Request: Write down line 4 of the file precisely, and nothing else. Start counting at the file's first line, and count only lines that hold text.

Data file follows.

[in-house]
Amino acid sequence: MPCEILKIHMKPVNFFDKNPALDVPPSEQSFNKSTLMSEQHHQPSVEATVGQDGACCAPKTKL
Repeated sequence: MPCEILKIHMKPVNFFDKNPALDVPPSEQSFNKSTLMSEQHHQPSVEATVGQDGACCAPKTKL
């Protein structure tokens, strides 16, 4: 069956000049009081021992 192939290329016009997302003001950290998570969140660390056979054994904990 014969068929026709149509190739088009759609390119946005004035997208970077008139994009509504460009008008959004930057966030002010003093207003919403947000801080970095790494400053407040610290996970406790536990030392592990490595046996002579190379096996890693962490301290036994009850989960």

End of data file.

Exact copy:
């Protein structure tokens, strides 16, 4: 069956000049009081021992 192939290329016009997302003001950290998570969140660390056979054994904990 014969068929026709149509190739088009759609390119946005004035997208970077008139994009509504460009008008959004930057966030002010003093207003919403947000801080970095790494400053407040610290996970406790536990030392592990490595046996002579190379096996890693962490301290036994009850989960």